need the lapsed catholics and to tell gay people they can't be catholics or women married, the wrong marriage the first time and second marriage is working out well and happy with their marriage and the husband is happy and same way around with husbands and wives, i think they said, why don't you come become to church and the same with people who have had abortions. i think it's wonderful that the pope says it's a sin. we are not going to change on that. go to confession. get it behind you and rejoin us and come to communion. this is about compassion. we need it. we need it everywhere. >> chris, an e-mail has gone out apparently from the speaker of the house to members reminding everybody about decorum in the chamber when the pope addresses both houses. do you have any concerns along those lines? >> well, i don't think anyone's going to say you lie but we did i think divert from the bipartisan notions of foreign visitors with bb netanyahu.
that was more partisan than it should have been. i think there's an effort now to make sure when they stand up, joe biden the vice president stands up, president of the senate. when they stand stand up, they going to try to do it as a group and not have certain times where joe biden stands up and john boehner doesn't stand up. i really think that would be good for this visit, that they all stand up together or don't stand up together. so it's not one of those, you know, like, i don't know, one of these -- "the price is right" situations or something where there's a competition as to when you stand. i really do think they are going to avoid the thing they had about netanyahu. i don't think this thing -- this event tomorrow should be anything more than a tototally bipartisan. >> meantime, chris, what has this done to washington? >> you and i have been working here, we love this city most of the people in washington who work here came here to work 'cause they love this city. they love what it means to the world. they know what it means to them as americans. we never get tired of looking at the lincoln memorial when we drive by or looking across the
kennedy grave when we drive by the potomac late at night. we always look for that flicker, i always do, i know. do you proud like the san franciscans r this is a beautiful day. i was going over his parade route coming down to, you know, embassy row and coming down from across the vice president's house on madison avenue and coming down the white house and the trip up -- basically a trip up to capitol hill. he has got to love what he sees it is a beautiful little city of certificate of humble pretensions, a symbol of the 1850s, early 19th century. it was really built bay a very small group of colonies, 13 of them that said, you know, ber going to be a big country, continental power, world power some day let's build something appropriate to that. and we did, but we also kept the little white house, the irish guy that built the white house, a nice little house compared to the power of the man within it the capital is obviously european but so proud of the rep pledge ka we made of it and built in our country. we love this city. i always tell people, come to because, you already paid for it and they did.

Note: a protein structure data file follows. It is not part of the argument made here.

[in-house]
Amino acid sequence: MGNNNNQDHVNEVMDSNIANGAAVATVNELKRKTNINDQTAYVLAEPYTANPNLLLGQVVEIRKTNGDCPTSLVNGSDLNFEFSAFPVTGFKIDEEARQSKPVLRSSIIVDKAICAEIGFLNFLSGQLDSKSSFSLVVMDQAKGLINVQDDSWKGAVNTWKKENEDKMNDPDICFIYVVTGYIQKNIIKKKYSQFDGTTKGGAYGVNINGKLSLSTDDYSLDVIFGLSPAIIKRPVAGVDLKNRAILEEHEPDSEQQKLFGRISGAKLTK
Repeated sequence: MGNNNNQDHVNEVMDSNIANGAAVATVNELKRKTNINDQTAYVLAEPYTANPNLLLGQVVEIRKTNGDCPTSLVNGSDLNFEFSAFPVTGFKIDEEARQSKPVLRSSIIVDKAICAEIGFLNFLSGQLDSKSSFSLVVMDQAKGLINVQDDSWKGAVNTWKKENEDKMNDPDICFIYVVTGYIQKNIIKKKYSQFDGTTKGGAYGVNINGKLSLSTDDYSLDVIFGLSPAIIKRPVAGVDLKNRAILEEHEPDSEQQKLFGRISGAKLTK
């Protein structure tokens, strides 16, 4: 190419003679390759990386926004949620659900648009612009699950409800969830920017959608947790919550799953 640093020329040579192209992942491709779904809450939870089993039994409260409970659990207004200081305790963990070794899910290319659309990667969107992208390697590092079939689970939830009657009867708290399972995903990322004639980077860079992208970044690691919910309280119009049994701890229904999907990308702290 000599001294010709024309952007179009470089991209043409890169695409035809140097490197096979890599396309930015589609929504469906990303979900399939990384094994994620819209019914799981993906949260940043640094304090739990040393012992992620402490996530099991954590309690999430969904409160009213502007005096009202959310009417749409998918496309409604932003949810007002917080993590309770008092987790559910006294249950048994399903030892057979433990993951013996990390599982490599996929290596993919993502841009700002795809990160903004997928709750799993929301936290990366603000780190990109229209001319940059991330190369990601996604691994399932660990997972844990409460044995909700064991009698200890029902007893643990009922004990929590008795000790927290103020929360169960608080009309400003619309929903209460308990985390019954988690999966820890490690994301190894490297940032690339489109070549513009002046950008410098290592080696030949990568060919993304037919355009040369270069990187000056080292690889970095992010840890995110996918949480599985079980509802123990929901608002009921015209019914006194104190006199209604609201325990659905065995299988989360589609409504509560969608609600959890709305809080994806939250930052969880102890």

everything is free here. and so, i -- it's a city of museums and mon automatic and we love it and we hope the pope gets a taste of it, but he must be amazed at how -- we are not a bunch of crazy capitalists or cruel people who don't care about the underdog. this is a country of the underdog. and i hope he picks up on that in the few days he is here. certainly get it in philly, as you know that city as well, the city of rocky. it is the city of the working class underdog in that city. >> i hope he stops at jim's steaks, 4th and south and orders it the right way. >> that could be trouble, you know, with cheese whiz, may have do a couple. >> there's gino's, a lot of different places, depending on your taste. chris matthews, whose patriotism is matched only by his exuberance on this topic. these are live pictures of the motorcade. this is a retrofitted jeep, with as you see, a bulletproof shield from front to back but the sides are open and look, people have been looking at these live